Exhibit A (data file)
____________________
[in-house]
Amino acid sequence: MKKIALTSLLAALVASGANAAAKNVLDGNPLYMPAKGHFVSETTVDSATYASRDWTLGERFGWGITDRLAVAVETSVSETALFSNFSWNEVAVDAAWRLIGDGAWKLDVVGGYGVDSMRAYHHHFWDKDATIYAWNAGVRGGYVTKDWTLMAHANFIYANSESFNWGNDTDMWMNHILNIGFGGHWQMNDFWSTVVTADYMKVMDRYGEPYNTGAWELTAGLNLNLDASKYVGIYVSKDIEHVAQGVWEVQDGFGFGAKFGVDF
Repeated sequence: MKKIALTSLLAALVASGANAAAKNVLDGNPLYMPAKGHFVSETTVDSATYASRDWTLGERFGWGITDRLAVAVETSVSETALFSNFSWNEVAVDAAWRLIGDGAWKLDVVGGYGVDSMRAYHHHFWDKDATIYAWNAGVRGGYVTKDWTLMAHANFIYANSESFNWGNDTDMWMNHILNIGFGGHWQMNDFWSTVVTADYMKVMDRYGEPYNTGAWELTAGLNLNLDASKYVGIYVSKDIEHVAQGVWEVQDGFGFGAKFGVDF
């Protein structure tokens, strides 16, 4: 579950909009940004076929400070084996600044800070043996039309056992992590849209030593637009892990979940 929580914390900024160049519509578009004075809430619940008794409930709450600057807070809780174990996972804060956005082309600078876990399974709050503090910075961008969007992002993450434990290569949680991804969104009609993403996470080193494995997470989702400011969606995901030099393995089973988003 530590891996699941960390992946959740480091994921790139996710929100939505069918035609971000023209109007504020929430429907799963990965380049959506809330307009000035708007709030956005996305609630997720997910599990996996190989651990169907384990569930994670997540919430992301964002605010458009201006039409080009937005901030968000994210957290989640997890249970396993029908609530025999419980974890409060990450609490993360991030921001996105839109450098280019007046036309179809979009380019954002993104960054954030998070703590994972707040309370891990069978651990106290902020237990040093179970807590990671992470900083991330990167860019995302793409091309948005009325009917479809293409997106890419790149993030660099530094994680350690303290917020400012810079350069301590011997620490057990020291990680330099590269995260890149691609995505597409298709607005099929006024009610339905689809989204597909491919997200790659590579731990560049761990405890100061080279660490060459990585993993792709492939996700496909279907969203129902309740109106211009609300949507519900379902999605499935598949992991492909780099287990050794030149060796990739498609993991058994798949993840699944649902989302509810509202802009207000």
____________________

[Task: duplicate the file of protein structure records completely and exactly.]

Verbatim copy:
[in-house]
Amino acid sequence: MKKIALTSLLAALVASGANAAAKNVLDGNPLYMPAKGHFVSETTVDSATYASRDWTLGERFGWGITDRLAVAVETSVSETALFSNFSWNEVAVDAAWRLIGDGAWKLDVVGGYGVDSMRAYHHHFWDKDATIYAWNAGVRGGYVTKDWTLMAHANFIYANSESFNWGNDTDMWMNHILNIGFGGHWQMNDFWSTVVTADYMKVMDRYGEPYNTGAWELTAGLNLNLDASKYVGIYVSKDIEHVAQGVWEVQDGFGFGAKFGVDF
Repeated sequence: MKKIALTSLLAALVASGANAAAKNVLDGNPLYMPAKGHFVSETTVDSATYASRDWTLGERFGWGITDRLAVAVETSVSETALFSNFSWNEVAVDAAWRLIGDGAWKLDVVGGYGVDSMRAYHHHFWDKDATIYAWNAGVRGGYVTKDWTLMAHANFIYANSESFNWGNDTDMWMNHILNIGFGGHWQMNDFWSTVVTADYMKVMDRYGEPYNTGAWELTAGLNLNLDASKYVGIYVSKDIEHVAQGVWEVQDGFGFGAKFGVDF
């Protein structure tokens, strides 16, 4: 579950909009940004076929400070084996600044800070043996039309056992992590849209030593637009892990979940 929580914390900024160049519509578009004075809430619940008794409930709450600057807070809780174990996972804060956005082309600078876990399974709050503090910075961008969007992002993450434990290569949680991804969104009609993403996470080193494995997470989702400011969606995901030099393995089973988003 530590891996699941960390992946959740480091994921790139996710929100939505069918035609971000023209109007504020929430429907799963990965380049959506809330307009000035708007709030956005996305609630997720997910599990996996190989651990169907384990569930994670997540919430992301964002605010458009201006039409080009937005901030968000994210957290989640997890249970396993029908609530025999419980974890409060990450609490993360991030921001996105839109450098280019007046036309179809979009380019954002993104960054954030998070703590994972707040309370891990069978651990106290902020237990040093179970807590990671992470900083991330990167860019995302793409091309948005009325009917479809293409997106890419790149993030660099530094994680350690303290917020400012810079350069301590011997620490057990020291990680330099590269995260890149691609995505597409298709607005099929006024009610339905689809989204597909491919997200790659590579731990560049761990405890100061080279660490060459990585993993792709492939996700496909279907969203129902309740109106211009609300949507519900379902999605499935598949992991492909780099287990050794030149060796990739498609993991058994798949993840699944649902989302509810509202802009207000």